Canal boat holiday(12 Posts)
Does anyone have any tips for a canal boat holiday in half term. Never stayed on a long boat before. DC are 12 and 4. Should we bring lifejackets to wear on deck?
I think the narrowboat company will supply life jackets if you request them and you'll need to specify child sized ones. They usually give you a quick training course in handling the boat before you start. Remember that the daylight hours will be shorter at that time of year, so you won't be able to travel as far as in summertime. Bearing in mind your top speed will only be 4mph and you may need to factor in waiting for locks to fill/empty and time moored up for meals you won't travel any great distance. You will need to estimate how far you can travel in half a week and turn round to get back in time to the boatyard.
I don't think you can drive the boat after dark so you'll need to aim for stopping points near canal side pubs or villages if you need provisions, otherwise any suitable mooring points will do if you are cooking on board. You can buy canal 'maps' that give you distances between locks, towns/villages etc, and have pubs, fresh water points and toilet pump out stations marked in case you need them. Boats do have central heating which is good for the time of year you want to go.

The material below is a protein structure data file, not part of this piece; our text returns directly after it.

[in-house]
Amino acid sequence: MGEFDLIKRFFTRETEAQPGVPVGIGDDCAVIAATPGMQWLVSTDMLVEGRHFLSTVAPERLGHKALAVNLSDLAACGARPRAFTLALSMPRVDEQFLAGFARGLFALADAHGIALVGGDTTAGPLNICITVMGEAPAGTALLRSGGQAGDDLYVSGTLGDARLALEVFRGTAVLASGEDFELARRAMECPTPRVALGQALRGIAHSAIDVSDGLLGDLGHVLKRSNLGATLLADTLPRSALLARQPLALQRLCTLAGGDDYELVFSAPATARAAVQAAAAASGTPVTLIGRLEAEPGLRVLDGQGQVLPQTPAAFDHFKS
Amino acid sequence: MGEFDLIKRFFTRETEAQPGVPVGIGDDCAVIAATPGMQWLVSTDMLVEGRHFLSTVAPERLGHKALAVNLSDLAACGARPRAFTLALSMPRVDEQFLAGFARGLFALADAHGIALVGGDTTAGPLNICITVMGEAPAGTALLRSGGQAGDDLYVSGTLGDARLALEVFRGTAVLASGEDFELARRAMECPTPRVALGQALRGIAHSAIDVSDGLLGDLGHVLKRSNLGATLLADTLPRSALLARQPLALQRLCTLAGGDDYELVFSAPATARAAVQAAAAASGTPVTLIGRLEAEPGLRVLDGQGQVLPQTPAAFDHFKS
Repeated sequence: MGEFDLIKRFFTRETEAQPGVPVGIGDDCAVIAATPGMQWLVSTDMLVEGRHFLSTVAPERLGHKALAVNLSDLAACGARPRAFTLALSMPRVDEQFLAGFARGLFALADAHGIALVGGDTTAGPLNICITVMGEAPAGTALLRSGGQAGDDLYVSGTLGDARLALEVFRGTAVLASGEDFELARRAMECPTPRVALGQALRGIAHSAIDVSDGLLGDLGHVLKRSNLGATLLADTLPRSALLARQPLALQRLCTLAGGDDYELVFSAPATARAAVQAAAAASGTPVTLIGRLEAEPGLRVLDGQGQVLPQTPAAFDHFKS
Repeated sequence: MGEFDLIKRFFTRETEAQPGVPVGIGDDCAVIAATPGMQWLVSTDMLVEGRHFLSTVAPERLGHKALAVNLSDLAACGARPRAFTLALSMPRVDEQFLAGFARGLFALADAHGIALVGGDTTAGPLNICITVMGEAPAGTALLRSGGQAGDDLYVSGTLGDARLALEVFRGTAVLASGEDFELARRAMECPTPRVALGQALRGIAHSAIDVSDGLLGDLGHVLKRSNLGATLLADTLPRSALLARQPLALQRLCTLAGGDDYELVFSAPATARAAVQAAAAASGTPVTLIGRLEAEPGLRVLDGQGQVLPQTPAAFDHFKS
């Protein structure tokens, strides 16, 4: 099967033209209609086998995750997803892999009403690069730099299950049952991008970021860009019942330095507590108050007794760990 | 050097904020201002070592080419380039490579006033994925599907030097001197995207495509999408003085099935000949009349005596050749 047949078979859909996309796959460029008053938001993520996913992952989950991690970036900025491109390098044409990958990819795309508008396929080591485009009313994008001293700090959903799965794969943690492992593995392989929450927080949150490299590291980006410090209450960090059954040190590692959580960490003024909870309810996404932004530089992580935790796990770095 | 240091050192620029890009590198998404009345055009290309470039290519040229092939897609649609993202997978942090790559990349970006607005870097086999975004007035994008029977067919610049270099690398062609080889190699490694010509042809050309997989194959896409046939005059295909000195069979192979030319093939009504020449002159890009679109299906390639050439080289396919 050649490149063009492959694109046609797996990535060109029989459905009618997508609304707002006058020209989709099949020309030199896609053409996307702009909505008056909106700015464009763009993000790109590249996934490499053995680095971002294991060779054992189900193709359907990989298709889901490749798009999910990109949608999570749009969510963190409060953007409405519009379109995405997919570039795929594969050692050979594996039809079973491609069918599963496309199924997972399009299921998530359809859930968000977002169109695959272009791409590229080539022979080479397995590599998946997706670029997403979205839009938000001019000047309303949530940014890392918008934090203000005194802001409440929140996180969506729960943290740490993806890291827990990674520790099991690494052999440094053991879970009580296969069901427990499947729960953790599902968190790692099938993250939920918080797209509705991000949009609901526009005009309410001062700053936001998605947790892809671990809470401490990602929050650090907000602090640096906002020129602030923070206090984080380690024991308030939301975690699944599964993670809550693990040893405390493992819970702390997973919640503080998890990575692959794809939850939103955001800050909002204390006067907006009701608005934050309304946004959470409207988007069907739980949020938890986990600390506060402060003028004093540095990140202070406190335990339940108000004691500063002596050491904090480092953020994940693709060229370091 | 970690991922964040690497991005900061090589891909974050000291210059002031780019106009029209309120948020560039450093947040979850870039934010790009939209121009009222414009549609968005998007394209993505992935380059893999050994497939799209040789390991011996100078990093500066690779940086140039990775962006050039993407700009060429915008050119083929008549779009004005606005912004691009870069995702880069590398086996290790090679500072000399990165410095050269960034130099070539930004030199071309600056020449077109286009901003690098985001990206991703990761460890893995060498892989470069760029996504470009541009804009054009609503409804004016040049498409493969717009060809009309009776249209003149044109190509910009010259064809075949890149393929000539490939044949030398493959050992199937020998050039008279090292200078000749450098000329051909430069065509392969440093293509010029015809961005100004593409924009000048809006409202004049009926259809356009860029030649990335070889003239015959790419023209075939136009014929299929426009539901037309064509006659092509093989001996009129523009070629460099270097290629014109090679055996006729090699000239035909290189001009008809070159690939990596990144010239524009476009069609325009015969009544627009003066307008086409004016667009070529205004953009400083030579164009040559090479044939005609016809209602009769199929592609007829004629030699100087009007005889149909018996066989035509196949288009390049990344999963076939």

If this is your first time I'd recommend you choose somewhere without flights of locks as they can be very time consuming. However as you travel through the countryside you get to see a lot of nature.
They will supply life jackets. Wear comfortable shoes/boots with good grip as you'll be jumping on and off and the ground may be muddy. Layers and waterproofs a must as there may not be much shelter at the back for driver or companions. Don't plan on going too far each day , you may meet congestion especially at locks. If you go into town or to a pub to eat in the evening take a good torch as it will be pitch black on your return. Disposable bbq is useful if weather is decent. Ask about water and toilet flushing. If you don't lock off the supply when you flush the waste tank will fill and need draining, plus you'll need to stop to take on additional water.
Thanks, I think I'm going to need to look at the route & check for pubs/cafes and pack food for meals in case we don't get somewhere in time.
Check what cooking facilities you'll have. We've had a normal freestanding cooker on the boats we've been on. Some have microwaves and freezers.
They are narrowboats not barges or long boats.
To calculate how long it will take add the number of locks to the number of miles and divide by 3 - that will give you the time in hours.
You can only turn at 'winding holes' or junctions. Turn on day 3.
Canalplan is a great online planner.
Where are you picking the boat up from?
We did rugby to Banbury 30 odd years ago.
It was lovely.
It was August and we had exceptional weather.
Would have been a nightmare otherwise .
We had 4 children aged 6 and 4
Would hate to do it again in case weather was bad. Wouldn't be a lot of fun for he drivers. Went with another couple so the men took turns driving. We didn't see much of them as they were at the back, with women and children at the front.